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7 Things to Know About the Apple-1 Computer

Michael Behr


The Apple-1 has had a long history as one of the earliest consumer computers, making it a highly sought-after prize for collectors.

An Apple-1 computer, the original machine built by fledgling tech company Apple, has sold at auction this week.

With bids starting at $225,000, the device eventually went for $400,000. Factoring in a 25% buyer’s fee, this means the unnamed winner, based outside the US, will pay $500,000 for an iconic piece of computing history.

Released in 1976 simply as the Apple Computer, the device wasn’t just designed by computing legend Steve Wozniak, it was hand-built by him too. Steve Jobs encouraged him to sell the device as a single circuit board that could form the heart of a computer.

Together, Jobs and Wozniak hand-built the devices themselves in Job’s garage. Featuring an 8-bit MOS 6502 microprocessor, the standard model came with 4kB of memory, though this could be upgraded to 8kB or 48kB with expansion cards.

The model on auction is one of 50 sold to Byte Shop, a computing shop that added the Byte Shop KOA wood case. The device comes packaged with a Panasonic video monitor, user manuals, software cassette tapes and cables. It was previously owned by a professor at Chaffey College in California, who sold it to a student in 1977.

With a piece of computing history going up for sale, here are some facts about the first step Apple took on its journey to become one of the biggest companies in the world.

1. The Apple-1 turned 45 this year.

Originally released in July 1976, production continued for over a year before being discontinued in September 1977. Its successor, the Apple II was released in June 1977.

2. It wasn’t cheap to build.

While operating out of Steve Job’s garage helped cut overheads, building the first Apple computer didn’t come cheap. The two Steves needed around $1,000 to design the computer, and $20 per board to manufacture. To help fund the project, Jobs had to sell his VW Microbus, while Wozniak sold his HP-65 calculator.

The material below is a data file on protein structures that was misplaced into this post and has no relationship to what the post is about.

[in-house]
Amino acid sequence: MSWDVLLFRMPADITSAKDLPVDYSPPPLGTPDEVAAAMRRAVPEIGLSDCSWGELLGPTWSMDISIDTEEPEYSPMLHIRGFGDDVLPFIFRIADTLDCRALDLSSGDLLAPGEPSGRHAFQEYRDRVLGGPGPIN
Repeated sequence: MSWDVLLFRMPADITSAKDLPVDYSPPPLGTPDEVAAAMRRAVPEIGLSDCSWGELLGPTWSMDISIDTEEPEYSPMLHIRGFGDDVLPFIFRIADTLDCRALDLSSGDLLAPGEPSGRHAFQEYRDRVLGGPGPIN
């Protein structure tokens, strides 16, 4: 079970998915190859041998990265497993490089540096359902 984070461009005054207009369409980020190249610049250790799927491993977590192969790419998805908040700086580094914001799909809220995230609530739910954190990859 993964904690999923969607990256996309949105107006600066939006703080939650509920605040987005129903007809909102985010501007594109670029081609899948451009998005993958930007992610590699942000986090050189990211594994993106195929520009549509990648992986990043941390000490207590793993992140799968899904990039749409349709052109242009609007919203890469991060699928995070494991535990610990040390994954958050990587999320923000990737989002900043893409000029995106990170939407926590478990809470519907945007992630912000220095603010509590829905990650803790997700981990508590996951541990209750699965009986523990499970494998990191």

3. The designs were originally given away for free.

After building the first version of the Apple-1, Wozniak and Jobs gave the schematics away for free to members of the Homebrew Computer Club in California. They also helped people build and test their own versions.

4. Only 200 of the devices were built.

Originally, Wozniak hoped to sell 50 of the boards for $40 each to cover the costs. But an order for 50 by the Byte Shop helped increase production. Currently, there are an estimated 60 Apple Ones still circulating out there, but only about 20 of these still work.

5. The device originally retailed at $666.66.

The reasons for such a devilish number? Partly to mark-up the price by a third compared to the $500 wholesale price, but Wozniak noted later that he just liked repeating digits.

Accounting for inflation, the Apple-1 would cost around $3,200. Pricey, considering an iPhone 13 Pro starts at $999, but a steal compared to the Apple Mac Pro, which starts at $5,999.


6. The Apple-1 has increased in value.

In 2014, an Apple-1 went for $905,000 in New York, the highest price for an Apple-1. The last one to go on sale was in March 2020, for $458,711.

An Apple-1 was put up for sale on eBay earlier this year for $1.5 million. That was equivalent to 2,250 times the original price tag. Like the one going up for auction, is it is one of the six Byte Shop models currently known about. As of writing, it is still available.

But perhaps the greatest prize of all, the original Apple-I prototype hand-built by Jobs himself, sold for $815,000 in August 2016.

7. What happened to the other devices?

There was only one man on the tech support team. Steve Wozniak himself. He was the only person capable of answering customer support questions during the nascent computer age. But given the small number in existence, this wasn’t too difficult a task.

However, this contributed to their modern rarity – Apple-1 computer owners were encouraged with discounts and trade-ins to upgrade to an Apple II. The recovered Apple-1s were then destroyed, making the quarter or so left today collectors’ items.

Michael Behr

Senior Staff Writer

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